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UND Social Work programs receive reaccreditation

Reaccreditation of the degree programs is required for professional licensure, allowing UND grads to continue their work across the state, region and nation

Fall UND scene
Students walk on the University of North Dakota campus. UND archival image.

Two UND Social Work programs have received reaccreditation, allowing for the program and its students and graduates to thrive into the next decade.

The Bachelor of Science in Social Work (BSSW) and the Master of Social Work (MSW) recently received reaccreditation from the Council on Social Work Education (CSWE). The CSWE works to ensure that accredited programs provide the requisite quality of education needed for social workers to carry out their duties in service to the public good. The programs are accredited into 2030.

Both undergraduate and graduate Social Work programs at UND submitted independently unique self-studies for the reaccreditation process. In total, the documentation produced by the department’s BSSW and MSW programs resulted in more than 1,600 pages of submitted work. Reaccreditation must take place every eight years and is a two-year-long process. During the process, UND’s Social Work department describes for the CSWE assessment processes and curriculum development to address various core competencies, practice behaviors, professional requirements and attention to diversity and social justice issues. The penultimate action includes multi-volume submissions followed by campus visits, and subsequent responses and documents.

Maridee Shogren, dean of the College of Nursing & Professional Disciplines, offered her congratulations to the faculty and staff of the UND Social Work department on their continued accreditation.

“Over the course of my professional nursing career, I have had the opportunity to work with some fabulous social workers, many of whom are graduates of our program,” Shogren said. “They never cease to amaze me with their knowledge, their ability to connect clients to community resources, and their passion for social justice and equity. It is a pleasure to work alongside our social work faculty as they continue to graduate excellent social workers who will serve our communities so well.”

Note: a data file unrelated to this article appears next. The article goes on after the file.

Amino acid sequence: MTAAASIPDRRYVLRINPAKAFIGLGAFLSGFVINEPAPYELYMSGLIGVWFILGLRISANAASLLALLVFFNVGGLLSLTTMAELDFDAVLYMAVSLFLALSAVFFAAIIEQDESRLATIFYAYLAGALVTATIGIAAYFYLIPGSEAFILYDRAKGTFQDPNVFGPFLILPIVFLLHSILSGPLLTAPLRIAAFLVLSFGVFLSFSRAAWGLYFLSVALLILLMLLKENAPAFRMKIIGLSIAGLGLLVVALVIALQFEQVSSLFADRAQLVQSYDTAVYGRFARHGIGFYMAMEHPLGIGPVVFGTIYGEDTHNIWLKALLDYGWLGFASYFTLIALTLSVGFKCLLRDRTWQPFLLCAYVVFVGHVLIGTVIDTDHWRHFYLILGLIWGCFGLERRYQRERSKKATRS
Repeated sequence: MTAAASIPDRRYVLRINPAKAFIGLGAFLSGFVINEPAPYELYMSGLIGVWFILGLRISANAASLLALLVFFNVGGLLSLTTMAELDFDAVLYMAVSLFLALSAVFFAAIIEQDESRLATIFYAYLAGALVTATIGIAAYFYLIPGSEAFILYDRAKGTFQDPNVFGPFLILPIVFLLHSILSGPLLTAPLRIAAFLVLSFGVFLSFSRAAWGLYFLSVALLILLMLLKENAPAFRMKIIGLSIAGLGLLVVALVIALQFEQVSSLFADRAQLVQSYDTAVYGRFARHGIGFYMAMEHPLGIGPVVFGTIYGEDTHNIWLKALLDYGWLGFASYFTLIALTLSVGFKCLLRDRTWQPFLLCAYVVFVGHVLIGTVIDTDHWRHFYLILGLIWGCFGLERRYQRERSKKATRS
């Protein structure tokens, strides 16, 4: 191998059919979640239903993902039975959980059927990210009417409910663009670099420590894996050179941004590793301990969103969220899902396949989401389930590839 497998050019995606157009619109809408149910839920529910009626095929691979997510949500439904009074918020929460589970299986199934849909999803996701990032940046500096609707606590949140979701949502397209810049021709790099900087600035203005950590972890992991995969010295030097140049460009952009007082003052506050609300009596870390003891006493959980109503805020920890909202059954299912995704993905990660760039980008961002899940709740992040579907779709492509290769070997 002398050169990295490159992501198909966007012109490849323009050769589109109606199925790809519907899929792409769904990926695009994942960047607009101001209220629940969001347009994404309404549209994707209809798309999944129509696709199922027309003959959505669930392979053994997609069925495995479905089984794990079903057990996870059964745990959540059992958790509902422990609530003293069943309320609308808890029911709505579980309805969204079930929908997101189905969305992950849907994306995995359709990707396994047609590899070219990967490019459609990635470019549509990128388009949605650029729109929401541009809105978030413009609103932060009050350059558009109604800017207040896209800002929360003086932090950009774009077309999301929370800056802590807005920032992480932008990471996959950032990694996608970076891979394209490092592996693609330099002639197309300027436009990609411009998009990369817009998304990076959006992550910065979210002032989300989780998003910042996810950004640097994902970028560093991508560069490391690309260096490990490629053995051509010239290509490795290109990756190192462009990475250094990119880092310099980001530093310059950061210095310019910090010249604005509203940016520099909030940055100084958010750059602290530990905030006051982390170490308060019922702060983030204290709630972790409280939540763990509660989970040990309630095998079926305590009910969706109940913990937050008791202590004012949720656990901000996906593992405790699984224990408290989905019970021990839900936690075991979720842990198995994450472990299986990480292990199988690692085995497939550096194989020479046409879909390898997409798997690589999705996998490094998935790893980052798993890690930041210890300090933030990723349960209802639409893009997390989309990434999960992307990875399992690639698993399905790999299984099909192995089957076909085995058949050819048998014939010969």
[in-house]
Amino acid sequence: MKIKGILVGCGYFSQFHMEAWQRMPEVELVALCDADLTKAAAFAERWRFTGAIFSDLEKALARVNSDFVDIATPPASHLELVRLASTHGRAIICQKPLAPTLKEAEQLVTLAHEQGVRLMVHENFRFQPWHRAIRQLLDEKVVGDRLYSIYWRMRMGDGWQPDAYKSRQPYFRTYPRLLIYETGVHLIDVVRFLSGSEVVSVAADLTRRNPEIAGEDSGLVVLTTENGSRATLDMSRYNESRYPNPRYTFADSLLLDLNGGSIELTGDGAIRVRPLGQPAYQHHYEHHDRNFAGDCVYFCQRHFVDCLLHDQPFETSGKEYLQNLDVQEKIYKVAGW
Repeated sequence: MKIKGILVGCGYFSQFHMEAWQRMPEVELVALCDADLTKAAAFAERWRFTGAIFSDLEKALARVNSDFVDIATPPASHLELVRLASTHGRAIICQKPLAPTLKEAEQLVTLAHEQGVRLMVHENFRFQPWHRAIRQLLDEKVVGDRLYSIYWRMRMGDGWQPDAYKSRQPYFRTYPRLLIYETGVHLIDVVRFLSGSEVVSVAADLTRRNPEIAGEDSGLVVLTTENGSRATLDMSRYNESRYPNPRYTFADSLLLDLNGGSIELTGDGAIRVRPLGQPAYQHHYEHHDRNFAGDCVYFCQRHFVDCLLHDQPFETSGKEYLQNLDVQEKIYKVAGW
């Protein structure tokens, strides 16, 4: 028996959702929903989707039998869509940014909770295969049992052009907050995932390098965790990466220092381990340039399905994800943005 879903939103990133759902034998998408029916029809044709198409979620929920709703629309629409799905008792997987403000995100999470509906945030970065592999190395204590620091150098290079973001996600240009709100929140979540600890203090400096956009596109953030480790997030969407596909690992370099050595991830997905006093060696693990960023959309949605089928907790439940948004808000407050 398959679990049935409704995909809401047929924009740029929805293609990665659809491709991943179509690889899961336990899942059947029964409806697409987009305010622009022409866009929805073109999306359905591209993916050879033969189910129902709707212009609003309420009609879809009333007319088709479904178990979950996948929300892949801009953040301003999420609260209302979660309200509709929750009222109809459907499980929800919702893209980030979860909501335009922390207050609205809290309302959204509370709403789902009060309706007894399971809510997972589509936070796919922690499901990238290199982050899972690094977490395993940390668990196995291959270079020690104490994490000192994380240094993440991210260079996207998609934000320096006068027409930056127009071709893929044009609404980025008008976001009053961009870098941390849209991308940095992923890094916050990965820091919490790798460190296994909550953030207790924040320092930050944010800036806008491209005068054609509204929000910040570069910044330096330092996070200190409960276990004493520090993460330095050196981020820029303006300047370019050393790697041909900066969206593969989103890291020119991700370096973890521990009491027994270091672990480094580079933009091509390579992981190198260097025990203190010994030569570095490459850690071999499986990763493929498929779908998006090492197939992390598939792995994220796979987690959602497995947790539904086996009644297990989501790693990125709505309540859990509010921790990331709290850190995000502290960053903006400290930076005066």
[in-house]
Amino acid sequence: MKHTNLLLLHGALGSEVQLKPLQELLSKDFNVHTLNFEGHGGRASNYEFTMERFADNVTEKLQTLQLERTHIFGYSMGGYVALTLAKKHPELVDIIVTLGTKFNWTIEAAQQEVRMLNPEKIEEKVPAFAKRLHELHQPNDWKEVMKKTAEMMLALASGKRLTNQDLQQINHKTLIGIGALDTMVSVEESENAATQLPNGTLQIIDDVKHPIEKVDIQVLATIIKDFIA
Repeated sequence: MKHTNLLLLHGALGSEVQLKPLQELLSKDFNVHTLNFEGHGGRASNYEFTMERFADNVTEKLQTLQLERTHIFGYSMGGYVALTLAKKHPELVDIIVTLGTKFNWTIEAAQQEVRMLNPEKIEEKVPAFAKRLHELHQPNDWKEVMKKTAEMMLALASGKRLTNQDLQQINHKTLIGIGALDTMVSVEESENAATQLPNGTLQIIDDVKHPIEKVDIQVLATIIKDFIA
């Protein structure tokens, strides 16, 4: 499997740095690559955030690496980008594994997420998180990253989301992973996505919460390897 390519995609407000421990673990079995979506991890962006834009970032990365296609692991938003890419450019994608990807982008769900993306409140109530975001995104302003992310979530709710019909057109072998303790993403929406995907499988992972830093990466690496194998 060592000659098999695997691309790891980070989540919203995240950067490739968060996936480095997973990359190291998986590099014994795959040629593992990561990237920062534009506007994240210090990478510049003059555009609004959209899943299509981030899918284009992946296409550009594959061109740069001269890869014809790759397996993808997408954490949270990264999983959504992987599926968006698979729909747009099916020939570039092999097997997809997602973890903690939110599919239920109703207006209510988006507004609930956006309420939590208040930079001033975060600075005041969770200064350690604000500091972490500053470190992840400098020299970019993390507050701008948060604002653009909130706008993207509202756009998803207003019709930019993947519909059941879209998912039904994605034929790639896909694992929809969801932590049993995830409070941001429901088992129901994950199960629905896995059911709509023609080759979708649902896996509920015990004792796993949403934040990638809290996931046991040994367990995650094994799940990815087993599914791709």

According to Bret Weber, chair of the Social Work department, accreditation for a professional degree program like Social Work allows UND graduates to pursue licensing across the U.S. and Canada. Regionally, that means elderly, abused or neglected children, individuals entangled with addiction or the criminal justice system, those struggling with homelessness or behavioral and mental health issues, and anyone immersed in life’s most trying challenges are likely to be served by licensed social workers who received their education at the University of North Dakota.

“Individuals working in the human services without a social work license are limited in the services they can provide and the reimbursements they can receive,” Weber said. “In a related fashion, there are many schools and universities across North America offering social work degrees without accredited programs, and graduates from those programs are unable to be licensed.”

Weber continued: “Many from those groups, along with all the young people who have a passion for service and a desire to make the world a better place for us all, come to UND to earn an accredited social work degree at either the BSSW or MSW level. Our recent re-accreditation means that we will continue our service to North Dakota and its taxpayers through 2030 and beyond.”

About Social Work at UND

The Bachelor of Science in Social Work program has a history dating back to 1905 when social work courses were first offered at the University of North Dakota. The BSSW degree was formally offered in 1939. The program has been accredited by the Council on Social Work Education since 1974, when undergraduate accreditation first began. An online BSSW program was first offered in 2016. UND offers both online and on-campus BSSW and MSW program options for students. In service to the state’s rural and tribal communities, UND was an early pioneer in MSW distance education, starting with interactive videos. The establishment of a web-based, synchronous MSW program, began in 2009 and served communities across the U.S. and Canada. It was followed by an online BSSW program in 2016.